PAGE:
Strong Enough for a Man, But Marketed to a Woman

Strong Enough for a Man, But Marketed to a Woman

Strong Enough for a Man, But Marketed to a Woman

The XX Factor
What Women Really Think
Dec. 7 2009 7:47 PM

Strong Enough for a Man, But Marketed to a Woman

The January issue of Consumer Reports has a charticle comparing personal-care drugstore products targeted toward women with the gender-neutral (or male) version made by the same company. There's no discernable difference in active ingredient and function-but a marked one in price. Women pay lots more. For a can of Barbasol shaving cream, for instance, the men's version is $1.69 for 11 ounces; women's (sorry, "Pure Silk") is $2.49 for just 9.6 ounces. (Plenty of ostensibly unisex products are prettied up to be marketed to women- Torie Bosch recently highlighted the "Pink it and shrink it" school of gadget-selling in a DoubleX slide show .)

So why are women so much more susceptible to gender marketing? Aren't men supposed to be the ones so deeply worried about telegraphing their masculinity? Isn't it easier for women to float across and back gender lines? (I'm painting with a broad brush here, I realize. But still.) I'm not convinced this phenomenon is entirely about the looks of the packaging-although women probably do care more, on balance, about how harmonious a stick of deodorant sitting on a dresser looks than the average man. Maybe we're willing to pay a slight premium for that. But I'd imagine it has to do more with price creep. We're used to paying stunning amounts (or at least reading in magazines about other people who pay stunning amounts) for La Mer face cream or Chanel lipstick. Even if that Nivea body wash for women is $2 more than the version marketed to men, it's a bargain compared with, say, $54 Guerlain shower gel .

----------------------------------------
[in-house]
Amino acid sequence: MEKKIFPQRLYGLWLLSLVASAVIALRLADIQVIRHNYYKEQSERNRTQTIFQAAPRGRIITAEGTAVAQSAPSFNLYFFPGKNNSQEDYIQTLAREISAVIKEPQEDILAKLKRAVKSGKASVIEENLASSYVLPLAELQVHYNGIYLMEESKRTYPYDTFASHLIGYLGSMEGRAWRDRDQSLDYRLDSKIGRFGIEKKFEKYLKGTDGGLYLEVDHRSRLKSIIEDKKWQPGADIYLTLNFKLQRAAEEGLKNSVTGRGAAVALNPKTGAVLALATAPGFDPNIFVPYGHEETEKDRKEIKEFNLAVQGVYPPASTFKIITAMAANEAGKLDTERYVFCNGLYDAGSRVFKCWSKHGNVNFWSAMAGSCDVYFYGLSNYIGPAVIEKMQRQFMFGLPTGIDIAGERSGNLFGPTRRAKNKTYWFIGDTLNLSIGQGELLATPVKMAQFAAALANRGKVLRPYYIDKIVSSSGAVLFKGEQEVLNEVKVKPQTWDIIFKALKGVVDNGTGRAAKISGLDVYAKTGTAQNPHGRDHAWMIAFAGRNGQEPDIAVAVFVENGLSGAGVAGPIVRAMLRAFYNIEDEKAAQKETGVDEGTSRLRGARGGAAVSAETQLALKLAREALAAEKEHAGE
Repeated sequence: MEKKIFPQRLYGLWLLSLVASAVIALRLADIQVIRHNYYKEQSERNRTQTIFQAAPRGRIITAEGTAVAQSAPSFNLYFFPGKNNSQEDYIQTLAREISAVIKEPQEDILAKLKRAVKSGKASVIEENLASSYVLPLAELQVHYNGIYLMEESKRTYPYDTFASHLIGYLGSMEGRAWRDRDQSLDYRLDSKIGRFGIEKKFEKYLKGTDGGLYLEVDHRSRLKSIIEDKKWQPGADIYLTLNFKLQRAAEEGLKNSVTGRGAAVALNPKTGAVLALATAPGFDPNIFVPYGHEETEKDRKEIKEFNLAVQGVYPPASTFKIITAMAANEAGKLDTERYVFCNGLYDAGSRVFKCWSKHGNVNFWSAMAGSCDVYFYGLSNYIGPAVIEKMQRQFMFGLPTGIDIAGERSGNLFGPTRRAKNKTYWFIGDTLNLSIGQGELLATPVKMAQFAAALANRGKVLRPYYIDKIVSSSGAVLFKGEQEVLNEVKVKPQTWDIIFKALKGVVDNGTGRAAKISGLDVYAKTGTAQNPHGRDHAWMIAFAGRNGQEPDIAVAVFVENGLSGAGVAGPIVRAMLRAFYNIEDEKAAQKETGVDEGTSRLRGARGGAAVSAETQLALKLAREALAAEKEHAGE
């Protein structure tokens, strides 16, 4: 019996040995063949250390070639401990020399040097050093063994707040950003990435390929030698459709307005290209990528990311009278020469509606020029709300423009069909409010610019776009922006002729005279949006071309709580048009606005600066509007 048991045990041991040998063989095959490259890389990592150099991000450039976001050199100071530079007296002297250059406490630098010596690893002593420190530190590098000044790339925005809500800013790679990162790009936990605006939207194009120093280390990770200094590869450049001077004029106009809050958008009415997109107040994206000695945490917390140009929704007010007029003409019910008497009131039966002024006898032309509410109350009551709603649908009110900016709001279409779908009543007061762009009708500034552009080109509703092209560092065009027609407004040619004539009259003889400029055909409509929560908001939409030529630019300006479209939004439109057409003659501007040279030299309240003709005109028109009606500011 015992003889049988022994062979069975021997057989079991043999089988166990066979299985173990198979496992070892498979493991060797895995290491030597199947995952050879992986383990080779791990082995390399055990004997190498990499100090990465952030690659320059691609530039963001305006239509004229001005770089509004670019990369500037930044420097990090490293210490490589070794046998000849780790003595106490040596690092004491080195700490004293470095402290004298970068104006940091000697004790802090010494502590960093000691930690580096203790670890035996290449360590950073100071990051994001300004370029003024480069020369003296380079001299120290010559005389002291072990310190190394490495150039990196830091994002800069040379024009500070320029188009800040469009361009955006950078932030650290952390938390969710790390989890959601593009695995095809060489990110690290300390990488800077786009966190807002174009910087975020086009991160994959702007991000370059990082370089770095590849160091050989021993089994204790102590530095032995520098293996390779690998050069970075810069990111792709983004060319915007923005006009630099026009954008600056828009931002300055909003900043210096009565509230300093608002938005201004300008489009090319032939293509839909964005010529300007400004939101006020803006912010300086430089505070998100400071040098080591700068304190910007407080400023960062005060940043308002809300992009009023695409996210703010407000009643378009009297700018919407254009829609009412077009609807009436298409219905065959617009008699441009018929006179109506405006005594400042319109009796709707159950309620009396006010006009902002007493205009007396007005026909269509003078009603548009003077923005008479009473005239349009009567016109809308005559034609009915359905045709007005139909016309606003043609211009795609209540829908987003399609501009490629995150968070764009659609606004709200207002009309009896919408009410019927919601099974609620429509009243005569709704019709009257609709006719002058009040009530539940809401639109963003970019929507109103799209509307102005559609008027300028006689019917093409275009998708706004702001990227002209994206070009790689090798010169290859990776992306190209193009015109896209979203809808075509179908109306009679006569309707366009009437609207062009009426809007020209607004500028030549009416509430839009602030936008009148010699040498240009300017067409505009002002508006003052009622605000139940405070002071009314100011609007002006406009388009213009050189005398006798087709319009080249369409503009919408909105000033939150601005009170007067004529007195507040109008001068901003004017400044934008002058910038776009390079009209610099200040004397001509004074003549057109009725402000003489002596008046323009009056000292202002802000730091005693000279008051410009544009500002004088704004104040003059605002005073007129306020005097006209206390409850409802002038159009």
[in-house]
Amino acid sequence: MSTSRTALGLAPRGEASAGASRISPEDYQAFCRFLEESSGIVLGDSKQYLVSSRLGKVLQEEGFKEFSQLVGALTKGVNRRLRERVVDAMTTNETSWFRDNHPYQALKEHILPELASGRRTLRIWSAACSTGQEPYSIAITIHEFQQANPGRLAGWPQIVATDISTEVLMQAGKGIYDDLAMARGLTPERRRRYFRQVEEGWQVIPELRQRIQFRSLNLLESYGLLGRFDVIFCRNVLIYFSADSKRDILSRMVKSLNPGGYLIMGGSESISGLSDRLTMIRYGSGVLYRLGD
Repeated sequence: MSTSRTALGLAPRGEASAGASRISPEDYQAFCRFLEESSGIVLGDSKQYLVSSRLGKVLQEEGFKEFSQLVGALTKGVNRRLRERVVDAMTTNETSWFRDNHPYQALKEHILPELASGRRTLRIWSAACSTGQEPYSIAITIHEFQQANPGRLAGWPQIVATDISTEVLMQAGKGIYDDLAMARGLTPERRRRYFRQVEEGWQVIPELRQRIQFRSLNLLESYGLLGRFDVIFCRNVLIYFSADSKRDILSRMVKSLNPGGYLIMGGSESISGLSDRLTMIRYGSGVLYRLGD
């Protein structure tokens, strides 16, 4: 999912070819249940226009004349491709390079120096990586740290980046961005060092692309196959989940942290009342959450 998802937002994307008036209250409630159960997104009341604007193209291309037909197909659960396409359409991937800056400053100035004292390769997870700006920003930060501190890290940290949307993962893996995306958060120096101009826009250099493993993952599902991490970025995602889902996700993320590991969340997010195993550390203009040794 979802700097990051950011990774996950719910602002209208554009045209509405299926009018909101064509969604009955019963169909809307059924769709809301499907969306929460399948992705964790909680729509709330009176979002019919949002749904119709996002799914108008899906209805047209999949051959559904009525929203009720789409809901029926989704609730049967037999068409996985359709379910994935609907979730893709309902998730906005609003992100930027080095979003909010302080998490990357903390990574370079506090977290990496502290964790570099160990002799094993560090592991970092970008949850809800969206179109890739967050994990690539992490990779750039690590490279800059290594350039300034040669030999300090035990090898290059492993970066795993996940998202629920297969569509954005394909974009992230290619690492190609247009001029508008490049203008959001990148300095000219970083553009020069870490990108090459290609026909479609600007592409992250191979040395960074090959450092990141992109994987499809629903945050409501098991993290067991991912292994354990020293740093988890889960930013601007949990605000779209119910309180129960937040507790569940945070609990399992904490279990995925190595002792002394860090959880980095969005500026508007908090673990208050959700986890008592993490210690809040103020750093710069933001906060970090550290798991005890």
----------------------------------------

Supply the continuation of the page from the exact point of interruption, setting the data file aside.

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Noreen Malone is a senior editor at New York magazine.